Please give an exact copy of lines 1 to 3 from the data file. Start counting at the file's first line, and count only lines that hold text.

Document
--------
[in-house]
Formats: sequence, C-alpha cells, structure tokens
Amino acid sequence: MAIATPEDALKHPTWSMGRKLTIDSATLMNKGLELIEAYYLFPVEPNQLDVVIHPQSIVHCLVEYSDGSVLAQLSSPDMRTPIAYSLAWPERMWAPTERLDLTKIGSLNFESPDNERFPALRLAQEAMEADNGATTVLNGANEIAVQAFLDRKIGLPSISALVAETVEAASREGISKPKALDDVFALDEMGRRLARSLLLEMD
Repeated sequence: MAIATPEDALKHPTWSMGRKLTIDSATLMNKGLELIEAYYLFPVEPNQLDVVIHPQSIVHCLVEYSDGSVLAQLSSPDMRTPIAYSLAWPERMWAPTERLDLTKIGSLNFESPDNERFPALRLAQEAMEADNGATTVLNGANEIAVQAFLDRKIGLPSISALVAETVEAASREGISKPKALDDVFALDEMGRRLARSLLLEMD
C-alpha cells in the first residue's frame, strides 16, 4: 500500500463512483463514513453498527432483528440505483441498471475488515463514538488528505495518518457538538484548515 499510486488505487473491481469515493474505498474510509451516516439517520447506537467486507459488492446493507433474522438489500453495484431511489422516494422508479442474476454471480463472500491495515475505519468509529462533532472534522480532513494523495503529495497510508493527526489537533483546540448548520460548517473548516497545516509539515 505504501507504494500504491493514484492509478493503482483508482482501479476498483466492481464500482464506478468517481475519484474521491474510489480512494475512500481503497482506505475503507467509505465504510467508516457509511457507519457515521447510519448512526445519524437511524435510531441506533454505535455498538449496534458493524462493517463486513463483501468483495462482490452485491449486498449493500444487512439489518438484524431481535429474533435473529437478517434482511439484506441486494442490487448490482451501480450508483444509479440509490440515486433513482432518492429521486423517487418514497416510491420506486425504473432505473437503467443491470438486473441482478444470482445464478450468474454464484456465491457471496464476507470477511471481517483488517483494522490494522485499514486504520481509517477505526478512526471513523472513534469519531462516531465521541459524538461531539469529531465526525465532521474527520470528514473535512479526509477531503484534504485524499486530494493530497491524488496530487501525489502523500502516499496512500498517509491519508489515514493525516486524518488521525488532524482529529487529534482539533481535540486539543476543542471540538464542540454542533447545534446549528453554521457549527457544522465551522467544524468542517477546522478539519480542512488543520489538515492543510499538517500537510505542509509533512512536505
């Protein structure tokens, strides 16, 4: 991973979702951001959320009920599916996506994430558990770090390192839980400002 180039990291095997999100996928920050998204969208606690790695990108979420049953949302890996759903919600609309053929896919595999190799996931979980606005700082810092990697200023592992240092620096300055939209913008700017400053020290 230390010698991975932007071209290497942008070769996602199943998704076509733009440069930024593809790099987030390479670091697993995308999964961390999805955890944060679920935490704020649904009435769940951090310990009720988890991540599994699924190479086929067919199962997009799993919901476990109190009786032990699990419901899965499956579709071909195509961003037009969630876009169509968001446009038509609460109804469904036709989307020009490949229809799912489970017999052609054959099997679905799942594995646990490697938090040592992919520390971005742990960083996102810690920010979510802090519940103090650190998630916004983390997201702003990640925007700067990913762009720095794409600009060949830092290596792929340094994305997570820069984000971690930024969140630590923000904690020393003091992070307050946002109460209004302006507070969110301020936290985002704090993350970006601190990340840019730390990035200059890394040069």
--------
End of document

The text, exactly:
[in-house]
Formats: sequence, C-alpha cells, structure tokens
Amino acid sequence: MAIATPEDALKHPTWSMGRKLTIDSATLMNKGLELIEAYYLFPVEPNQLDVVIHPQSIVHCLVEYSDGSVLAQLSSPDMRTPIAYSLAWPERMWAPTERLDLTKIGSLNFESPDNERFPALRLAQEAMEADNGATTVLNGANEIAVQAFLDRKIGLPSISALVAETVEAASREGISKPKALDDVFALDEMGRRLARSLLLEMD